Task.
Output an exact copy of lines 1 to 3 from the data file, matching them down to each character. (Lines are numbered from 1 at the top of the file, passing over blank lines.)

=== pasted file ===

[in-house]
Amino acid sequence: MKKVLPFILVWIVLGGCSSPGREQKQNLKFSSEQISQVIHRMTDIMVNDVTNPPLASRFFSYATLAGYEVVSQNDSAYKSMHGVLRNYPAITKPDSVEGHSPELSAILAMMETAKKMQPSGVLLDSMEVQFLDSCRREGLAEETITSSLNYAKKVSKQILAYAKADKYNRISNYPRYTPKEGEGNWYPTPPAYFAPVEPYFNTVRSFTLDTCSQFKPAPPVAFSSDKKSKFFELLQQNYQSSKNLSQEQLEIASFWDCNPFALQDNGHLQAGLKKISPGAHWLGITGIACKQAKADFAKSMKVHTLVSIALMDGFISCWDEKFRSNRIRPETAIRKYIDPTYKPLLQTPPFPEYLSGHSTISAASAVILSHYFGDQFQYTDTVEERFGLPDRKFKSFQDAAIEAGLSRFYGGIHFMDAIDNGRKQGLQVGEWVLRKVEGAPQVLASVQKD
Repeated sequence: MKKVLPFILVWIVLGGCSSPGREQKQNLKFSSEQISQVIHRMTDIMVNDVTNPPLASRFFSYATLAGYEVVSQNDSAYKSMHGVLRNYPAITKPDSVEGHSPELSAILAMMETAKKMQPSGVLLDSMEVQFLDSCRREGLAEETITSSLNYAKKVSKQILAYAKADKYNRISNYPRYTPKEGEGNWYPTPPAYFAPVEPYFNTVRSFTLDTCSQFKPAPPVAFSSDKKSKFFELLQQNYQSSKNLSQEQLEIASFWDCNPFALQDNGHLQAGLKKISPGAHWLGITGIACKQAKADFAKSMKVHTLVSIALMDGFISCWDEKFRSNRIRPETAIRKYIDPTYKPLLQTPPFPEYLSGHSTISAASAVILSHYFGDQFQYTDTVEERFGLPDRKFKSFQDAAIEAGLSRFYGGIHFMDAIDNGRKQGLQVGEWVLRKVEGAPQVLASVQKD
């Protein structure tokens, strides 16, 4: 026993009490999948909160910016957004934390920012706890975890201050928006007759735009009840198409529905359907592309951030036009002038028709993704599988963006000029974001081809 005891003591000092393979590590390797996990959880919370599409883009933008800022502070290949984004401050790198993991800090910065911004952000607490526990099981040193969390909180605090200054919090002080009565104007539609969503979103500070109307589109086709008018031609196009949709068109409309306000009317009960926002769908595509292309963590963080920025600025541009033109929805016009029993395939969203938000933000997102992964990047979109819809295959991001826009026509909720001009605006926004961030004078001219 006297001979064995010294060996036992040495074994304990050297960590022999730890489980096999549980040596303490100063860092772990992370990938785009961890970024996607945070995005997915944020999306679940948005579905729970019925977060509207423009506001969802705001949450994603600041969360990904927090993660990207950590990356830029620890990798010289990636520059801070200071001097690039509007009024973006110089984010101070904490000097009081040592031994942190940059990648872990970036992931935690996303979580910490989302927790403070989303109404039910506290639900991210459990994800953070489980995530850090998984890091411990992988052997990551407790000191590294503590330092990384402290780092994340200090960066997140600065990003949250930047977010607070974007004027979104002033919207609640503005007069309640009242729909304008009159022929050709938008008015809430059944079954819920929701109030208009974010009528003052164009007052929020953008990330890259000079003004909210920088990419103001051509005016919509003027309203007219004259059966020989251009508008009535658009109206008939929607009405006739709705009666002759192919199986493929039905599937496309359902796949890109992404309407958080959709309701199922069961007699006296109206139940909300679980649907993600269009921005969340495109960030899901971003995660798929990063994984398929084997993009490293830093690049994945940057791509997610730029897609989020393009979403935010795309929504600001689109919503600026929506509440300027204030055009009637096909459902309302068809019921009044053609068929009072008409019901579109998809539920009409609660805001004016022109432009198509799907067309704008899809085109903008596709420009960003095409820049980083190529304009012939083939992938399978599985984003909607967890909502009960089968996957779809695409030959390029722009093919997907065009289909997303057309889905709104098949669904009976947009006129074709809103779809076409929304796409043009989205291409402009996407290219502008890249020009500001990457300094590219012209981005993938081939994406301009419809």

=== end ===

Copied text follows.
[in-house]
Amino acid sequence: MKKVLPFILVWIVLGGCSSPGREQKQNLKFSSEQISQVIHRMTDIMVNDVTNPPLASRFFSYATLAGYEVVSQNDSAYKSMHGVLRNYPAITKPDSVEGHSPELSAILAMMETAKKMQPSGVLLDSMEVQFLDSCRREGLAEETITSSLNYAKKVSKQILAYAKADKYNRISNYPRYTPKEGEGNWYPTPPAYFAPVEPYFNTVRSFTLDTCSQFKPAPPVAFSSDKKSKFFELLQQNYQSSKNLSQEQLEIASFWDCNPFALQDNGHLQAGLKKISPGAHWLGITGIACKQAKADFAKSMKVHTLVSIALMDGFISCWDEKFRSNRIRPETAIRKYIDPTYKPLLQTPPFPEYLSGHSTISAASAVILSHYFGDQFQYTDTVEERFGLPDRKFKSFQDAAIEAGLSRFYGGIHFMDAIDNGRKQGLQVGEWVLRKVEGAPQVLASVQKD
Repeated sequence: MKKVLPFILVWIVLGGCSSPGREQKQNLKFSSEQISQVIHRMTDIMVNDVTNPPLASRFFSYATLAGYEVVSQNDSAYKSMHGVLRNYPAITKPDSVEGHSPELSAILAMMETAKKMQPSGVLLDSMEVQFLDSCRREGLAEETITSSLNYAKKVSKQILAYAKADKYNRISNYPRYTPKEGEGNWYPTPPAYFAPVEPYFNTVRSFTLDTCSQFKPAPPVAFSSDKKSKFFELLQQNYQSSKNLSQEQLEIASFWDCNPFALQDNGHLQAGLKKISPGAHWLGITGIACKQAKADFAKSMKVHTLVSIALMDGFISCWDEKFRSNRIRPETAIRKYIDPTYKPLLQTPPFPEYLSGHSTISAASAVILSHYFGDQFQYTDTVEERFGLPDRKFKSFQDAAIEAGLSRFYGGIHFMDAIDNGRKQGLQVGEWVLRKVEGAPQVLASVQKD